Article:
Anguilla is an island of tranquility. At only 35 square miles, the island of Anguilla is small and unique. The island lies between the Atlantic Ocean and the Caribbean Sea. There are no mountains or tall builidings to block your view of this Caribbean Paradise. Visitors will find many fabulous, white sand beaches and the beautiful turquoise waters.
Perfect for diving and snorkeling. The people of Anguilla are very hospitable. Besides having 2 of the most beautiful beaches in the Caribbean, Mead’s Bay and Shoal Bay , there are also plenty of luxury hotels, inns and villas. Popular places for the rich and famous include Covecastles, Cap Juluca and Malliouhana.
The first Amerindians to settle on Anguilla came to the island over 3500 years ago. It has been said that the island was a regional center for the Arawak Indians. The Carib Indians eventually overpowered the Arawaks and called the island Malliouhana. The early Spanish explorers named the island Anguilla, meaning ‘eel,’ This because of the shape of the island. The British established the first permanent European colony on Anguilla in 1650.
There were a few invasion attempts by the French, though it has remained a Crown Colony ever since. The island slid into a slow decline in the early 1800’s and population decreased., In 1967, Britain sought to loosen its colonial ties by making Anguilla into an alignment with the islands of St Kitts and Nevis. The intent was for the three islands to form a new Caribbean nation. Anguillians wanted no part of the new state.
This lead to the Anguillians arming themselves and revolting. They forced St Kitts police off the island and blocked the runway to prevent a ‘reinvasion’ by Kittitian forces. After two years of attempts to negotiate a solution, the British forces invaded Anguilla in 1969. Rather than resisting, they welcomed the first wave of British paratroopers. The Anguillians eventually did get their way and Britain agreed to drop the idea of an Anguillian union with St Kitts.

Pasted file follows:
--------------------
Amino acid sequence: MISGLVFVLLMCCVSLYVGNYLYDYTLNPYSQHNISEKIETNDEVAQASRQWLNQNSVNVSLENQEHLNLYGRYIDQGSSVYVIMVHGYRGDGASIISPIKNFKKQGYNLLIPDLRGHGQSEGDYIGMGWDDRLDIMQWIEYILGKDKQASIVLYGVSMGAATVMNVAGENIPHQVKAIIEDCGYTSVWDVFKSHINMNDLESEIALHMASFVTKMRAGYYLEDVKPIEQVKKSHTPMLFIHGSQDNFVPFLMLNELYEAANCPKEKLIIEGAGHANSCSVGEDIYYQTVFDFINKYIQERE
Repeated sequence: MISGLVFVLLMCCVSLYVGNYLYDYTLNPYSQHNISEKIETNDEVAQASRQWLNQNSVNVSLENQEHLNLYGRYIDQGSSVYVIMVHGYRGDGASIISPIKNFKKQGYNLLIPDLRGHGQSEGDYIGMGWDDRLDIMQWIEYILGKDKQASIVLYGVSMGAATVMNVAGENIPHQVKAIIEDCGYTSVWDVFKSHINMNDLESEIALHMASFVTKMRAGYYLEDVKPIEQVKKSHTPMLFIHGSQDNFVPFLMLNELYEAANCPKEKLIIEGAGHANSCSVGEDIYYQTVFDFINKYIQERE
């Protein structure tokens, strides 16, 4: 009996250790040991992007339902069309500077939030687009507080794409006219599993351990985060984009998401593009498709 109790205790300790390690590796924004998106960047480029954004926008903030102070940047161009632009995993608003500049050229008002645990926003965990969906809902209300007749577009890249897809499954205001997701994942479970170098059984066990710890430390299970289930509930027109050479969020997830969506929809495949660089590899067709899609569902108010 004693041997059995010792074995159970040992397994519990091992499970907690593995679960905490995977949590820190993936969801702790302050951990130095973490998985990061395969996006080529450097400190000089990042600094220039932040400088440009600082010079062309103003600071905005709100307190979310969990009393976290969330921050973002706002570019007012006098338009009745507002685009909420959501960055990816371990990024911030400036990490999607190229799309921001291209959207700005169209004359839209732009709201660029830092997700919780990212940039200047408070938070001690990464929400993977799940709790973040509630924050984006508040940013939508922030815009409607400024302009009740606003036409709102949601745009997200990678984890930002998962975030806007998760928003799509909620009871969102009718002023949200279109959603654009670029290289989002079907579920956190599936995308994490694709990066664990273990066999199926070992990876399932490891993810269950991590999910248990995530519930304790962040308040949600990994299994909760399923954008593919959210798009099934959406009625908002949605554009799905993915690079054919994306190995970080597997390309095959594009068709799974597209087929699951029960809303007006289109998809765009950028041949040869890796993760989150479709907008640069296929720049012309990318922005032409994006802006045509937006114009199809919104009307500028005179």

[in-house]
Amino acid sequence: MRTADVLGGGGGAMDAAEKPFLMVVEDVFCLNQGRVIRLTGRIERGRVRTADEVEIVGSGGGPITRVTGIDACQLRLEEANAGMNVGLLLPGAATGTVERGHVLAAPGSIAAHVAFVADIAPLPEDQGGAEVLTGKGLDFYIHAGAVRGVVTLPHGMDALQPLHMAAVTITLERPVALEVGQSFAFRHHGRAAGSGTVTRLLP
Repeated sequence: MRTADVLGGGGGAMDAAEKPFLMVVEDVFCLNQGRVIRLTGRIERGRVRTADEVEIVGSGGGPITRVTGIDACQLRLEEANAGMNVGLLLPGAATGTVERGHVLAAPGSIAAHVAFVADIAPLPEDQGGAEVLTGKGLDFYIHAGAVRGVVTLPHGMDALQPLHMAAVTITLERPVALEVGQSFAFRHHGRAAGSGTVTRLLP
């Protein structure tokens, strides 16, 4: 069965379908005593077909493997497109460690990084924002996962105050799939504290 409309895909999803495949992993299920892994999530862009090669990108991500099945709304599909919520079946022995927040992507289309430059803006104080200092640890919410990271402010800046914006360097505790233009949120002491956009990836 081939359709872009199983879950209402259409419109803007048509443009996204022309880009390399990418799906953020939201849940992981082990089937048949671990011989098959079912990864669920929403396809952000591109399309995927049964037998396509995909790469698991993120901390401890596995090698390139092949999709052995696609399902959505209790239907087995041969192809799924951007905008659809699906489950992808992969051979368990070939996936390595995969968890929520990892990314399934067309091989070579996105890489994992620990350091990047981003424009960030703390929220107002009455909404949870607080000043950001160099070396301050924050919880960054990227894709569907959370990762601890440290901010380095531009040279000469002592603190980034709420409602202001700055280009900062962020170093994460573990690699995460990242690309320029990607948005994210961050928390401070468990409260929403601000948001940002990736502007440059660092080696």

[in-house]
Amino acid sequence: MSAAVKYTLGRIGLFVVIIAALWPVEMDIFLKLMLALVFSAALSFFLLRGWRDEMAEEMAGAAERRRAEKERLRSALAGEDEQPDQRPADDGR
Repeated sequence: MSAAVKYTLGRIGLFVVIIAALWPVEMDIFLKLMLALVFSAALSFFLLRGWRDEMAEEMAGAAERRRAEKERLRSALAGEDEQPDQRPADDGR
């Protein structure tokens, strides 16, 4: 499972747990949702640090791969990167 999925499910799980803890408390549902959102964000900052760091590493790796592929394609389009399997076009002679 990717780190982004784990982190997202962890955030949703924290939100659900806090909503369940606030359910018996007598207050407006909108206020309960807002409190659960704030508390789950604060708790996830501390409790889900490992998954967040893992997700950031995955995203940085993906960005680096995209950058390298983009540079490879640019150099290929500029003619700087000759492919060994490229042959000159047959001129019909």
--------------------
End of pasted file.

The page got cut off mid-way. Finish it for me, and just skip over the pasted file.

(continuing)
Cruise ships dock at Blowing Point Port. At the pier you will see plenty of shopping, eating, and traveling opportunities. Taxis are the only true way to travel around Anguilla. Also, there is no need to worry about the rates of taxis here because they have fixed fares regulated by the government. When your ship docks on Anguilla there will be plenty of taxis for you to choose from.
Anguilla National Trust Museum:
Displays changing exhibits of Anguilla’s history and natural environment. This museum is worth a visit.
Built in 1787 and now fully restored, this plantation house withstood the French invasions in the late 18th century. This is the only surviving plantation house on Anguilla.
Island Harbour is a working fishing village, with beaches that are lined with brightly colored fishing boats. A few dining options are available. Island Harbour’s main historic site is Big Spring. This is a neglected, and partially collapsed cave containing 28 Amerindian petroglyphs. There is also an underwater spring that once served as the village water source.
Just off Island Harbour, in the centre of the bay, is the tiny private island of Scilly Cay, which has an open-air restaurant and bar and is fringed with a beach of bone-white sands. It can make for a fun afternoon of food, music and swimming.
Prickly Pear Cays:
Offshore islands popular for diving include Prickly Pear Cays, which has caverns, ledges, barracudas and nurse sharks. This is also a popular spot for snorkelling. Tour boats leave Sandy Ground for Prickly Pear daily.
Anguilla has more than 30 beaches to explore! There are more located on the offshore cays and islands. All beaches in Anguilla are public, yet have no lifeguards.
The beach is what Anguilla is known for but with so many offered, it is hard to discern which would be the best pick for your individual tastes. For the active and sporty visitor, Barnes Bay (Northwest Coast) is the best spot for windsurfing and snorkeling. Road Bay (Northwest Coast) is quite commercial but it doesn’t take away from its apparent beauty. One of the most beautiful beaches in the Caribbean is the Shoal Bay East (Southeast Coast). The coconut trees make you realize that you are indeed in a tropical paradise. Sandy Hill Beach: A pleasant place to sun and swim and a favorite with the locals.
Little Bay, this is Anguilla’s best kept secret! A small and quiet beach with fantastic snorkelling.
Shoal Bay, voted one of the Caribbean’s 10 best beached. The most popular beach on Anguilla. The beach is lined with beach bars, small resorts and umbrellas. The water is perfect, and only a short distance from a gentle colorful reef full of fish and coral.